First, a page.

What If the U.S. Treasury Defaults?
'People aren't going to wonder whether 20 years ago we delayed an interest payment for six days. They're going to wonder whether we got our house in order.'
By JAMES FREEMAN
'A financial crisis is surely going to happen as big or bigger than the one we had in 2008 if we continue to behave the way we're behaving," says Stanley Druckenmiller, the legendary investor and onetime fund manager for George Soros. Is this another warning from Wall Street that Congress must immediately raise the federal debt limit to prevent the end of civilization?
No—Mr. Druckenmiller has heard enough of such "clamor and hyperbole." The grave danger he sees is that politicians might give the government authority to borrow beyond the current limit of $14.3 trillion without any conditions to control spending.
One of the world's most successful money managers, the lanky, sandy-haired Mr. Druckenmiller is so concerned about the government's ability to pay for its future obligations that he's willing to accept a temporary delay in the interest payments he's owed on his U.S. Treasury bonds—if the result is a Washington deal to restrain runaway entitlement costs.
"I think technical default would be horrible," he says from the 24th floor of his midtown Manhattan office, "but I don't think it's going to be the end of the world. It's not going to be catastrophic. What's going to be catastrophic is if we don't solve the real problem," meaning Washington's spending addiction.
Widely credited with orchestrating Mr. Soros's successful shorting of the British pound in 1992, Mr. Druckenmiller also built his own fund, Duquesne Capital, into a $12 billion titan. He announced plans last year to close the fund and now reports, "I have no clients." He is still managing his own money, which Forbes magazine recently estimated at $2.5 billion.
Whatever the correct figure is, it would be significantly larger if Mr. Druckenmiller hadn't given away so much of his wealth. The online magazine Slate reported last year that Mr. Druckenmiller and his wife gave away more money in 2009—over $700 million—than anyone else in the country. Over the last two decades, he has been the largest benefactor of the Harlem Children's Zone, a community service organization featured in the movie, "Waiting for 'Superman.'"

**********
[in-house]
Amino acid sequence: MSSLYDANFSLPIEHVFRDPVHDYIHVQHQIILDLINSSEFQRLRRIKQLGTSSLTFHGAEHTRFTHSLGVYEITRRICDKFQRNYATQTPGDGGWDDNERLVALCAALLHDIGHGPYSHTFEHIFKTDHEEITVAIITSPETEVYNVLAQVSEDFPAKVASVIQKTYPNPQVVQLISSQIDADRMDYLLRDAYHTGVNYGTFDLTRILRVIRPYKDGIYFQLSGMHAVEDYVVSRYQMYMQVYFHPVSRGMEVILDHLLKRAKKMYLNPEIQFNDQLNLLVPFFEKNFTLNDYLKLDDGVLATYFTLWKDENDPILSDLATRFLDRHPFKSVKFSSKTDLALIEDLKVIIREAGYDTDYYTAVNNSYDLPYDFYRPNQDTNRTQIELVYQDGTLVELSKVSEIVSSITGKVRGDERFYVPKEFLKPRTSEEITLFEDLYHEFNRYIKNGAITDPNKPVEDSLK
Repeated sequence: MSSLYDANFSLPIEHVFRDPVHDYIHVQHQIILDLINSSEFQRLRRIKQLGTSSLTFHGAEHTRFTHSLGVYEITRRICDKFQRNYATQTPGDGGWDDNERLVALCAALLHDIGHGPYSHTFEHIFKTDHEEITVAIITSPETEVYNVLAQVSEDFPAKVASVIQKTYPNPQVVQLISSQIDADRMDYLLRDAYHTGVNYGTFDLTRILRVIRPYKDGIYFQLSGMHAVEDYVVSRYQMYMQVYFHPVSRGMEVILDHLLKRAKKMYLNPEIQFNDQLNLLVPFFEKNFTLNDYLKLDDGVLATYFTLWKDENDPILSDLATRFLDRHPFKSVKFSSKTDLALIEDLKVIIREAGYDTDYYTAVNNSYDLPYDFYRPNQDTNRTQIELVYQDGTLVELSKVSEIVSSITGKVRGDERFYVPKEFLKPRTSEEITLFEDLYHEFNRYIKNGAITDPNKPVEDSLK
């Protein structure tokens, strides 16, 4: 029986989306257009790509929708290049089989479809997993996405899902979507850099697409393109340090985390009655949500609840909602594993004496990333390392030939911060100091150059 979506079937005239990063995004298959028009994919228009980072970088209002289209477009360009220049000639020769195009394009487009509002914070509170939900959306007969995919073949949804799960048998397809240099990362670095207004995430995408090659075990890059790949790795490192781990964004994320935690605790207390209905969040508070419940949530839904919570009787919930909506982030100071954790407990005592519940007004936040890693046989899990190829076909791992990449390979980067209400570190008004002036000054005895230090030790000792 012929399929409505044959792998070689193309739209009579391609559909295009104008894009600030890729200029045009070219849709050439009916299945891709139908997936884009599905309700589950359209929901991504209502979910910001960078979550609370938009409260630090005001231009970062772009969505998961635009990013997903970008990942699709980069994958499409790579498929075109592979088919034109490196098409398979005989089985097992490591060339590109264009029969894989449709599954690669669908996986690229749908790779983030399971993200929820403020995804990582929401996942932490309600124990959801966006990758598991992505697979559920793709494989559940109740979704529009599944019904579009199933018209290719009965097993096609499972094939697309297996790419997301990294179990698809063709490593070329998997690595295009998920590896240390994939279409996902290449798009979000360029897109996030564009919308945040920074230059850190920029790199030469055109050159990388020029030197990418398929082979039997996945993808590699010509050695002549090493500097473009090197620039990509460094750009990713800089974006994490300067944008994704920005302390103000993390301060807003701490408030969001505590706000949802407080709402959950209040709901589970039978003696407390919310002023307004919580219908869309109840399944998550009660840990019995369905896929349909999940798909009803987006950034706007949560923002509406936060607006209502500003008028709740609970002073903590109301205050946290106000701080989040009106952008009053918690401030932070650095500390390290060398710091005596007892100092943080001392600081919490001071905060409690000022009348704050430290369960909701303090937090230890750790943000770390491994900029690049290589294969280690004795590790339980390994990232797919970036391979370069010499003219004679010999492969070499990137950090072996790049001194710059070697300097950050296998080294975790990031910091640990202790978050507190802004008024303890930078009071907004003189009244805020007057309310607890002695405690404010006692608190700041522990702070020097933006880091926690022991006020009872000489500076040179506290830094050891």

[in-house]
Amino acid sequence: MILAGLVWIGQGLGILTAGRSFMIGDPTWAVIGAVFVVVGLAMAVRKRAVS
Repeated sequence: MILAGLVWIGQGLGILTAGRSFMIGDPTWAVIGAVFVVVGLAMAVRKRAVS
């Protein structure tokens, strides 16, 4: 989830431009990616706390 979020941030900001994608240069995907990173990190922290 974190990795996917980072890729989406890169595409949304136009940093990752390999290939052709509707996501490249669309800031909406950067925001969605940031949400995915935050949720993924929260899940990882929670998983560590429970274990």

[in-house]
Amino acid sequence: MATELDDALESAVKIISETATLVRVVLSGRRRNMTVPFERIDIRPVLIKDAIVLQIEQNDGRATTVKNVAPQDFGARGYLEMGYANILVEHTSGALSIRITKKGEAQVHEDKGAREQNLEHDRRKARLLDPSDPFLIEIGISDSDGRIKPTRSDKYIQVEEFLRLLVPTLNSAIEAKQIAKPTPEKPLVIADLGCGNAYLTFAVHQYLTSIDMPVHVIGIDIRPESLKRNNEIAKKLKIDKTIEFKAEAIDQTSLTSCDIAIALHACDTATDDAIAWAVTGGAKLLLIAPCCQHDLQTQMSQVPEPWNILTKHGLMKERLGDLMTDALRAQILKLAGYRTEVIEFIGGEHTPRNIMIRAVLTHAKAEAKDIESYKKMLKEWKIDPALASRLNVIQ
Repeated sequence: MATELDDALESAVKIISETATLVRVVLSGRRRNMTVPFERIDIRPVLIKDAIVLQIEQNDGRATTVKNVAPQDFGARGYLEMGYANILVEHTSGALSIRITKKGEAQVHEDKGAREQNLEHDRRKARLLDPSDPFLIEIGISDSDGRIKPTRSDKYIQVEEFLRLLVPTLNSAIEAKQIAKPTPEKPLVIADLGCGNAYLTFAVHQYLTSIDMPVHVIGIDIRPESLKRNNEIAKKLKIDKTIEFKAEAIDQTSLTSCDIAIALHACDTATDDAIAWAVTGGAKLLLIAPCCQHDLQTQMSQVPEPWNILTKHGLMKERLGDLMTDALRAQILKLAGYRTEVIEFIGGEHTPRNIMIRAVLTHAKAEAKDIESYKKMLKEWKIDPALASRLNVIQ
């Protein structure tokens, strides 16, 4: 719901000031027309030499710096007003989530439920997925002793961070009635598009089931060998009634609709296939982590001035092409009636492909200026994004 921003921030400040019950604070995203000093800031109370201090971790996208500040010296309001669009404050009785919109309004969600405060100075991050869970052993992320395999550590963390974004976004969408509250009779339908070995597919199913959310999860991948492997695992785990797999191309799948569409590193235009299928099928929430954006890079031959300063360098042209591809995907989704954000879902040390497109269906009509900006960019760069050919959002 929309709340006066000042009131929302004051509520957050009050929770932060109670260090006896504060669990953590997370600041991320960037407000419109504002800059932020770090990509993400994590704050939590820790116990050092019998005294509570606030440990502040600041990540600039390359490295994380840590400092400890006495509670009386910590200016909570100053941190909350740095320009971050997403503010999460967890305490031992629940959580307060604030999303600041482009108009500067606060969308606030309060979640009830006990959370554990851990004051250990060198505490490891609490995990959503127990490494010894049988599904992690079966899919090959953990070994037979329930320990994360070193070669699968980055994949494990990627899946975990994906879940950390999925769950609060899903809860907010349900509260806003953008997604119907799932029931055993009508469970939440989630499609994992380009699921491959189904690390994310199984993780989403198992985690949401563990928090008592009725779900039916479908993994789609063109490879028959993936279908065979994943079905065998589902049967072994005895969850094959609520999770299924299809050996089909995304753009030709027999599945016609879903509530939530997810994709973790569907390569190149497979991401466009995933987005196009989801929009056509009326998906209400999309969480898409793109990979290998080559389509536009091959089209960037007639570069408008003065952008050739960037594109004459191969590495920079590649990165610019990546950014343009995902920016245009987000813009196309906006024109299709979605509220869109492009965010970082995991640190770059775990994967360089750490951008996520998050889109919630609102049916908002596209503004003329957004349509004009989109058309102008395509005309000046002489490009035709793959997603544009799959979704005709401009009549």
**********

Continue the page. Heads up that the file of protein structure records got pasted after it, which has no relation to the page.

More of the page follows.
It's hard to think of someone with more expertise in the currency and government-debt markets, but Mr. Druckenmiller's view on the debt limit bumps up against virtually the entire Wall Street-Washington financial establishment. A recent note on behalf of giant banks on the Treasury Borrowing Advisory Committee warned of a "severe and long-lasting impact" if the debt limit is not raised immediately. The letter compared the resulting chaos to the failure of Fannie Mae and Freddie Mac and warned of a run on money-market funds. This week more than 60 trade associations, representing virtually all of American big business, forecast "a massive spike in borrowing costs."
On Thursday Federal Reserve Chairman Ben Bernanke raised the specter of a market crisis similar to the one that followed the 2008 bankruptcy of Lehman Brothers. As usual, the most aggressive predictor of doom in the absence of increased government spending has been Treasury Secretary Timothy Geithner. In a May 2 letter to House Speaker John Boehner, Mr. Geithner warned of "a catastrophic economic impact" and said, "Default would cause a financial crisis potentially more severe than the crisis from which we are only now starting to recover."
In a Monday speech at the New York Economic Club, Mr. Boehner fired back, saying that "It's true that allowing America to default would be irresponsible. But it would be more irresponsible to raise the debt ceiling without simultaneously taking dramatic steps to reduce spending and reform the budget process."
So the moment couldn't be better to consult Mr. Druckenmiller, who almost never gives interviews but is willing to speak up now because he thinks that fears about using the debt-limit as a bargaining chip for spending cuts are overblown—and misunderstand the bond market. "The Treasury borrowing committee letter speaks about catastrophic financial crises, comparing it to Fannie and Freddie. That's not what we're talking about here," he says.